By Simon Wragg
LITTLE improvement in prime cattle prices reflects steady beef sales through major retail outlets, but trade is expected to improve over the summer.
The average value of prime steers has hovered at about 90p/kg liveweight for weeks, say auctioneers.
Markets have been relatively quiet since a brief flurry of activity last December which pushed prices above 1/kg barrier at main venues.
But current prices are now back below last years level.
“It seems recent comments from those in the abattoir trade were right; it is a very price-sensitive market and, if there is cheaper beef available from elsewhere, it will be used,” comments one auctioneer.
Industry figures suggest returns have altered by just 5p/kg each side of 89p/kg for the past year. And that is set to continue.
Rather than finish at these levels, some farmers have opted for the firmer store-cattle market.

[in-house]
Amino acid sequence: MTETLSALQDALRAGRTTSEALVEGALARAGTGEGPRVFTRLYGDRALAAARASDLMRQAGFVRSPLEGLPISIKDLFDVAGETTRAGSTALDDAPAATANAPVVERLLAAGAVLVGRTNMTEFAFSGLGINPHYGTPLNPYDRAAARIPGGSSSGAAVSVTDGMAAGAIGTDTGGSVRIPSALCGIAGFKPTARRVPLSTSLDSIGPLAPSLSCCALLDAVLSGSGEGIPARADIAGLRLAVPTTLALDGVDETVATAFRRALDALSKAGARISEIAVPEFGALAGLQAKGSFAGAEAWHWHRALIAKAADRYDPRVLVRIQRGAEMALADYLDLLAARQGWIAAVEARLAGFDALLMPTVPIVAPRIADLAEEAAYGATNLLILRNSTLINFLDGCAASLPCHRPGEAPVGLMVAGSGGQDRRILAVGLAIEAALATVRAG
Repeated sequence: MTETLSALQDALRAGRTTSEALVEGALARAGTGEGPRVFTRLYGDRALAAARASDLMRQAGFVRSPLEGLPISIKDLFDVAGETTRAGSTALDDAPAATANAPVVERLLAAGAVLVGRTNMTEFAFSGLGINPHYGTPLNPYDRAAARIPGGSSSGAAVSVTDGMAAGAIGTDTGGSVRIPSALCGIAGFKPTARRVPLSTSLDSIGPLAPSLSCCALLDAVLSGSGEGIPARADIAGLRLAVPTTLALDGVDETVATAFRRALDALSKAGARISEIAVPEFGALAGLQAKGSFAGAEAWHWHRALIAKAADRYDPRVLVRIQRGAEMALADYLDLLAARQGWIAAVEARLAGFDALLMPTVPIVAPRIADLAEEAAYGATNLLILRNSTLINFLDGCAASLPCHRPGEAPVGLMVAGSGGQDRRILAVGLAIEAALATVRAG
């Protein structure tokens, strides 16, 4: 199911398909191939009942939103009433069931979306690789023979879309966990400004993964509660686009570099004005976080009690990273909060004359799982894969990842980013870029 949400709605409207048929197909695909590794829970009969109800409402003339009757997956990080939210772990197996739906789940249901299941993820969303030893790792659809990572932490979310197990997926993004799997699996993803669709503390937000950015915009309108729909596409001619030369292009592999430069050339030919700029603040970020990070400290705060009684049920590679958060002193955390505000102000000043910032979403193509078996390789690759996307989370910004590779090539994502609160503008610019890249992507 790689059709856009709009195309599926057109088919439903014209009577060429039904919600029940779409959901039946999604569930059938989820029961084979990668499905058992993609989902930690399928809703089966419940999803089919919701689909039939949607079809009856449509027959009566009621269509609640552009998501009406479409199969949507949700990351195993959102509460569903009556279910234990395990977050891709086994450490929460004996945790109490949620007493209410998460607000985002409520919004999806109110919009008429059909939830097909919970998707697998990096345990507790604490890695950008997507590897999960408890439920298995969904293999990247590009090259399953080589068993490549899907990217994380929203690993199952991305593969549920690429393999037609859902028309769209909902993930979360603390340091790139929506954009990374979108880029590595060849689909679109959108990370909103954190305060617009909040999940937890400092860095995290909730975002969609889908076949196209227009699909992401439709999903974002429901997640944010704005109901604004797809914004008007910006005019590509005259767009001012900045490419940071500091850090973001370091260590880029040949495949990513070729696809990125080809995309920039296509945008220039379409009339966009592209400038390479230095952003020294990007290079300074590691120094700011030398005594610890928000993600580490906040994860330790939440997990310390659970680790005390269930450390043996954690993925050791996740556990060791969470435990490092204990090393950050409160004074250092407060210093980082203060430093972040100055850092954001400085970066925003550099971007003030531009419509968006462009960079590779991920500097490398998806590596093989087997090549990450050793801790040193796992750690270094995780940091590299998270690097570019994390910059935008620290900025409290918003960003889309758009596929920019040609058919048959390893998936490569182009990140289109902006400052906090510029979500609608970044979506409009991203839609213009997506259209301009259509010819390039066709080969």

“Certainly, those cattle which are 22-24 months old and within a couple of months of finishing have been taking advantage of the difference in the current cattle trade,” says Lawrie & Symingtons Willie McCullock.
Longer-term, more cattle are expected to be marketed this year with the ending of the calf processing scheme in 1999, says the Meat & Livestock Commissions Duncan Sinclair.
But imports should ease, notably supplies from Ireland, which should fall after a surge of live cattle exports to southern Europe at the turn of the year.
However, intervention stocks are likely to continue affecting the market until summer, explains Mr Sinclair.
UK stores may be almost empty, but supplies taken out may still be being used by processors.
Consumer demand shows encouraging signs.
MLCs latest figures show a 2% increase in purchases on last year, mainly through mince sales and promotions on steaks.
Processed products containing beef are also likely to continue growing, it adds.
However, sales of roasting joints have fallen back.